Overall, the researchers found that acetaminophen is a safe pain reliever for older adults, but people with diabetes should be more wary of taking the medicines containing the drug.

The study concluded with:

“Despite old age, polypharmacy, and polymorbidity, acetaminophen was found safe for most, but not all, of our NH study population. Pain management in NHs is a health priority, and acetaminophen remains a good therapeutic choice as a first?line analgesic. More studies are needed on older diabetic patients.”

It should also be noted that it is remarkably easy to overdose on acetaminophen, and the drug is associated with kidney damage and acute liver failure.

Read: Over-the-Counter Painkillers can Increase Risk of 2nd Heart Attack, Death

Gerard said:

“It is always best to check with your healthcare provider before you take any new medication, and make sure you’re taking the dose that’s right for you.”

The study was published March 26 in the online version of the Journal of the American Geriatrics Society.

Source:

[1] UPI

Black Garlic Treats Heart Disease and Common Cold in Human Studies

by Crystalline Nutrients Garlic has been used throughout the ages as a medicinal food to help support cardiovascular health, brain health, immune system health and has also been used as a treatment for the common cold and is known to be a strong antibiotic. Black garlic is different from regular garlic in that it is […]

The post Black Garlic Treats Heart Disease and Common Cold in Human Studies appeared on Stillness in the Storm.

How Tai Chi Proves to be a Gentle Solution for Improving Heart Health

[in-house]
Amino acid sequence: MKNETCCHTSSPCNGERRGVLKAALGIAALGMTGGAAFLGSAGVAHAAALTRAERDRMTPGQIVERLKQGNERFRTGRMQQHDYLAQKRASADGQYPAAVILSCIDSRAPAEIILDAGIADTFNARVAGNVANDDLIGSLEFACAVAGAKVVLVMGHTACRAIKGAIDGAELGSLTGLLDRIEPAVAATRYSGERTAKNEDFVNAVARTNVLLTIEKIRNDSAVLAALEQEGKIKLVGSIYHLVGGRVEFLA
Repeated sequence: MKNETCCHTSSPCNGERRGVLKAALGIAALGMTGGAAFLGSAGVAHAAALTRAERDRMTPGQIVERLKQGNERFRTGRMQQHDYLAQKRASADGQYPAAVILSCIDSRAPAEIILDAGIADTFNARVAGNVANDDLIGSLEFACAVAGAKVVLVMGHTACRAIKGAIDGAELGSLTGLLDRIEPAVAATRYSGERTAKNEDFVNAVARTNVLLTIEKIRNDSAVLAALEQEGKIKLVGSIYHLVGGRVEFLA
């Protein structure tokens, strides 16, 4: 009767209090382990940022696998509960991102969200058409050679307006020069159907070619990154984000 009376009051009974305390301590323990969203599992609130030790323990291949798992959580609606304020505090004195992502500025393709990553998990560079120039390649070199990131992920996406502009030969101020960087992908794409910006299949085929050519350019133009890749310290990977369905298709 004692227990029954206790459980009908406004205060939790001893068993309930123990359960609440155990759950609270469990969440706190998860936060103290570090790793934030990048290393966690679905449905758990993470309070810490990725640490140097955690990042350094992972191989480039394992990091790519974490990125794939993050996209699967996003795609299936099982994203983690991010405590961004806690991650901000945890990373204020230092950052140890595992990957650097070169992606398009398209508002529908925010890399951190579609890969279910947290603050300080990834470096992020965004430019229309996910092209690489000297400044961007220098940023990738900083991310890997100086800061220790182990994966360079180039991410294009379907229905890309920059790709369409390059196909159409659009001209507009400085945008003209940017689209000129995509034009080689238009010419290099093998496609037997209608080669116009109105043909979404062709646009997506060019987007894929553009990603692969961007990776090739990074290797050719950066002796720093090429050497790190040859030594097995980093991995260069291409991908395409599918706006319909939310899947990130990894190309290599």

Heart attacks are often the unfortunate culmination of years of unhealthy lifestyle choices, and it’s necessary to lead a healthier lifestyle to avoid having another one. Some of the dietary and exercise changes and rehabilitation programs that doctors recommend to heart patients can seem more than a little intimidating, especially for inactive people. But a small study suggests that Tai Chi can be a gentle way for people with heart problems to get moving at a less overwhelming pace. [1]

Heart disease kills 600,000 people in the U.S. every year and is responsible for 1 in 4 deaths. It’s the leading cause of death in both men and women. [2]

For many, a heart attack isn’t a once-and-done deal. Of the 735,000 people in the U.S. who suffer a heart attack every year, 2 out of 7 will have already experienced one.

Read: Health Benefits of Tai Chi – a Chinese Art

The study was conducted by Dr. Elena Salmoriago-Blotcher, assistant professor of medicine and epidemiology at Brown University’s Warren Alpert School of Medicine & Public Health, and colleagues. Twenty-nine adults who had recently had a heart attack were randomly assigned to two groups. [1]

One group practiced Tai Chi twice a week for 12 weeks by attending sessions at the hospital. The participants in the other group attended Tai Chi sessions three times a week for 24 weeks. Both groups received DVDs so that they could practice at home.

Most of the 21 men and eight women in the study had also had a previous heart attack or had undergone bypass surgery to clear a blocked artery. All the volunteers were physically inactive and had rejected conventional cardiac rehabilitation, but expressed an interest in Tai Chi. Additionally, all continued to have high cardiovascular risk factors, such as high cholesterol, diabetes, obesity, overweight, and smoking. [2]